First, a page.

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Why does my lower back hurt? (Part 1)

It may be mechanical...


Before I start..


I just want to remind you that the information in these posts is not designed to diagnose or treat your symptoms of lower back pain. It is intended purely to help shed some light on what may be causing your discomfort.


As the title says, your symptoms of back pain may be due to a mechanical change/injury.

When we say mechanical, all we mean is... structures that are designed to move. Think along the lines of gears, pulleys, and hinges. This may include a combination of joints, muscles, ligaments, discs, and/or tendons.


Flexion intolerance


When your symptoms are made worse by slouching forwards, we say that your body isn't tolerating the flexed position. This is important information that may point your therapist in the direction of a possible disc bulge type injury. The good news is that the majority of disc bulge patients will recover within 6-8 weeks. However, it's important that you stay active during this time to promote recovery. Additionally, there are a set of exercises, known as "McKenzie exercises", which research has shown to be effective for disc bulge symptom management.


Extention intolerance


Sometimes your symptoms may be made worse with an extension-style movement, for example bending backward. People with an extension intolerance may also find it hard to lay flat on their bellies. This gives your therapist information about possible fractures in the spine or conditions that may be causing the space where nerves travel through to become narrow, know as spinal stenosis.


Extension with rotation intolerance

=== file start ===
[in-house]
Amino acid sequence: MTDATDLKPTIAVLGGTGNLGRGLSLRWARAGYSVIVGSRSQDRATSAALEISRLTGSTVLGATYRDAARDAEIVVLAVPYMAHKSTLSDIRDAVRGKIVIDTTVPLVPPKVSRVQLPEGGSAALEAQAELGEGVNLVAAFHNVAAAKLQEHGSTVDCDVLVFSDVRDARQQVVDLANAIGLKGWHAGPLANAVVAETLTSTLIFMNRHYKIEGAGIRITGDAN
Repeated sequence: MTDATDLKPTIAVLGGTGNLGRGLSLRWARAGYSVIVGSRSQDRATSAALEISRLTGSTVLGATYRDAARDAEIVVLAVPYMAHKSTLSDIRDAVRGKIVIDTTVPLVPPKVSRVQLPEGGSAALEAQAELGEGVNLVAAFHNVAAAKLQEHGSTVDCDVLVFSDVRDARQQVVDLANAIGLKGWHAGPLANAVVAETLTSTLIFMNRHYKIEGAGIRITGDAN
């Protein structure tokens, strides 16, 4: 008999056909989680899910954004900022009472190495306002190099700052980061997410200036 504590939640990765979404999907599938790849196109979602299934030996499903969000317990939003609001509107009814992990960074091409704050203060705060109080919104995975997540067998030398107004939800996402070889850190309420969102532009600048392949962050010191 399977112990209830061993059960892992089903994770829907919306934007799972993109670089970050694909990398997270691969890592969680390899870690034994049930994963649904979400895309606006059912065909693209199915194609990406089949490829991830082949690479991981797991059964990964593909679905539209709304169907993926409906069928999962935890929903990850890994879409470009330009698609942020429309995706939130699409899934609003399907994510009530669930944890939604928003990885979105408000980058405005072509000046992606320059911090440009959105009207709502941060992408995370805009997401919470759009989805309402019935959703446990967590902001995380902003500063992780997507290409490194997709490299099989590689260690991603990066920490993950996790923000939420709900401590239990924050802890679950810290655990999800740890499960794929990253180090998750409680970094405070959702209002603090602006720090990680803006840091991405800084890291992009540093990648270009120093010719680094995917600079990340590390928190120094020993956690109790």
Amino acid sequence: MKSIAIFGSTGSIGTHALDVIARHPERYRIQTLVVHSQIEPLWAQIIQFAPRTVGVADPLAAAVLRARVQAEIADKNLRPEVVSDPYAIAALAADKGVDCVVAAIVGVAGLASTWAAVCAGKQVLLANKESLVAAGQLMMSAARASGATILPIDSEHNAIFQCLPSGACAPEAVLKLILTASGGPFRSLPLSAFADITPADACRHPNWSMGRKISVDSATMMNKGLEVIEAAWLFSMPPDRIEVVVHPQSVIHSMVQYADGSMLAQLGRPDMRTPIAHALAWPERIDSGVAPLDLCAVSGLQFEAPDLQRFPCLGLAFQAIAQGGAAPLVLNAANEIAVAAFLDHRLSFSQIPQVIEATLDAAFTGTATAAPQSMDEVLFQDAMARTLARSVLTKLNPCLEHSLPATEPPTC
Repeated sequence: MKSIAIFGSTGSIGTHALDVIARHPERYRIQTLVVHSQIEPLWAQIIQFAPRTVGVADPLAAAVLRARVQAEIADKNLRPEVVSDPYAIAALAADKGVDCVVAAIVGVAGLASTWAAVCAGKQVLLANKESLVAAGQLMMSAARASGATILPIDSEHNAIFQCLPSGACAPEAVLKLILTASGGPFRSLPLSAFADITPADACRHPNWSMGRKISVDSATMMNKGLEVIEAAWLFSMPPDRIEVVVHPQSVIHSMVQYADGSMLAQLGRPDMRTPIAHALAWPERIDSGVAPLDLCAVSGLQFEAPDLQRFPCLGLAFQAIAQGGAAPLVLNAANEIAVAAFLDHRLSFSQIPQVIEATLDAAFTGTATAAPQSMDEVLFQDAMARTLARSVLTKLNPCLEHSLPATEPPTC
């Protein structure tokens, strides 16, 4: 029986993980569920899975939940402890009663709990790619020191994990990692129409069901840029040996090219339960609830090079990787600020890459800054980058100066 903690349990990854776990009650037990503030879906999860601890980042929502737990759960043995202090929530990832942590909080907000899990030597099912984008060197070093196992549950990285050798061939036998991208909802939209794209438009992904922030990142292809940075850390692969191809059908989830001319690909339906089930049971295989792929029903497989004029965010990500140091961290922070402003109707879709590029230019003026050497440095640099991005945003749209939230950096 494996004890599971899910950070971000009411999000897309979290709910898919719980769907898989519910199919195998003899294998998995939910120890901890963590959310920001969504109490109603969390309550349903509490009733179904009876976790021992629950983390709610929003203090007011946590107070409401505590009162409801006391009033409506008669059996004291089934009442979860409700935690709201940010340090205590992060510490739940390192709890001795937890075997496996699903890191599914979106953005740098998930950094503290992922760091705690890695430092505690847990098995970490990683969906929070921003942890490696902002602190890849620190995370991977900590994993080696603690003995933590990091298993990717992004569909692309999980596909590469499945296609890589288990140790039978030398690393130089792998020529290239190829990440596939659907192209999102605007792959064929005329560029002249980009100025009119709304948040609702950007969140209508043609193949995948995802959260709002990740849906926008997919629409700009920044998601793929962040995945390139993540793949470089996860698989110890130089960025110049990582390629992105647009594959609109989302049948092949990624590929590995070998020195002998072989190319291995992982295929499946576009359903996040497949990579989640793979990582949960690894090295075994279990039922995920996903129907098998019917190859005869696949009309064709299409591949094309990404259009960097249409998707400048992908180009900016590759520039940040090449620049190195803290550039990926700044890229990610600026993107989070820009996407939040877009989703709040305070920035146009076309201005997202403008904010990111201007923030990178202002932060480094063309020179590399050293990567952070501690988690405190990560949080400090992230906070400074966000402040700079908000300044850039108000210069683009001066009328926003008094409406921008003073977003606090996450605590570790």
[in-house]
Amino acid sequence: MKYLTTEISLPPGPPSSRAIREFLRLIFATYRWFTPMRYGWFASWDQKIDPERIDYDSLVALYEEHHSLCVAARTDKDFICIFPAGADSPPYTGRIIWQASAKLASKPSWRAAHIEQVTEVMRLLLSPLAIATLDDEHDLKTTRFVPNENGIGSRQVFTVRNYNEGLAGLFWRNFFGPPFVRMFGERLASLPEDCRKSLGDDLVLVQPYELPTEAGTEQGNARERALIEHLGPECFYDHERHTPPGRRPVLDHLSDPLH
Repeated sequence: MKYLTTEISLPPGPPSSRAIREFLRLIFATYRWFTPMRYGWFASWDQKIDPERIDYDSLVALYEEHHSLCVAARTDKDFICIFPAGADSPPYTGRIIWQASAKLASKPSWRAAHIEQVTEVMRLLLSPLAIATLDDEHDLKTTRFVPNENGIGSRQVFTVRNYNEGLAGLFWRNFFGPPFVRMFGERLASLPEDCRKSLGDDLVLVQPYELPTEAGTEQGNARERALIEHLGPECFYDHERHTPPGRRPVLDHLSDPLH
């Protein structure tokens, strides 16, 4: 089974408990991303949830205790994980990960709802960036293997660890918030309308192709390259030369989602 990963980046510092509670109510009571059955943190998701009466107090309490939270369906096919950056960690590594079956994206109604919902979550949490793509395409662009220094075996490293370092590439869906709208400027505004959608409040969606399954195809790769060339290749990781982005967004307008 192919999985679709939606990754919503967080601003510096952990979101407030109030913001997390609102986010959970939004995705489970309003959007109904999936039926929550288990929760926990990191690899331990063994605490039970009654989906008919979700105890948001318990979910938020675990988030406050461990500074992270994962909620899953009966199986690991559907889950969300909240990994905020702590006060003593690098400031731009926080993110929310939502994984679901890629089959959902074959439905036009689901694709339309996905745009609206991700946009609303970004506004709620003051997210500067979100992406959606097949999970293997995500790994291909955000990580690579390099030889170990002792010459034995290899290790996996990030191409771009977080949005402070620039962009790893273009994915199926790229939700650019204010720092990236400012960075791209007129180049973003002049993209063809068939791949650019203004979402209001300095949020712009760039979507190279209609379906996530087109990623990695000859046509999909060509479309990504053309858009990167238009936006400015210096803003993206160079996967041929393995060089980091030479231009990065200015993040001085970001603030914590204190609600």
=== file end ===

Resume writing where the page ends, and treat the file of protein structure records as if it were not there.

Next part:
This is similar to the previous, however, now we have an added element of rotation too. This usually means that reaching back and down your thigh, like you would if you were scratching your hamstring, would be painful. This may indicate some irritation in one of the joints in the spine, which are called facets. Similarly, this may also be a sign of stenosis.


Compression intolerance


If your back pain is made worse by activities that cause compression of the spine, such as having a barbell on your back, landing from a jump, or running, this may point to conditions such as osteoarthritis. In which case either age-related or injury-related factors may have led to changes in the structure of the spine bones, which is then producing painful symptoms when compressed.


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Muscular

Furthermore, the muscles in your back may also play a role in the symptoms of back discomfort you are experiencing.


Postural

suboptimal postural positions may lead to fatigue in certain muscles, which then becomes an issue over time. This may be due to the way you are sitting, the way you are standing/moving, and/or the way you spend your time at work.


Compensation

Sometimes muscles may become painful when they need to compensate for other muscles that may be "sleepy". This is commonly seen in people who spend a lot of time sitting for work and have glute muscles that have trouble activating to stabilise the pelvis.... sometimes we refer to this as "glute amnesia"


Repetitive strain

If your work or a common daily task you perform is repetitive in nature, this too may lead to muscular issues over time. A common example we all use is a supermarket checkout person, who is always scanning and bagging, whilst rotating in the same direction for 9-hours a day.


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However, in saying all this...


It's not uncommon for your symptoms to be the result of a combination of multiple factors.

Afterall, the lower back is a complex junction that connects your upper body to your lower body


But rest assured....


When you visit your allied health professional/therapist, these are just some of the things we will be thinking about when you describe what you're feeling.



Then the detective work and puzzle solving starts

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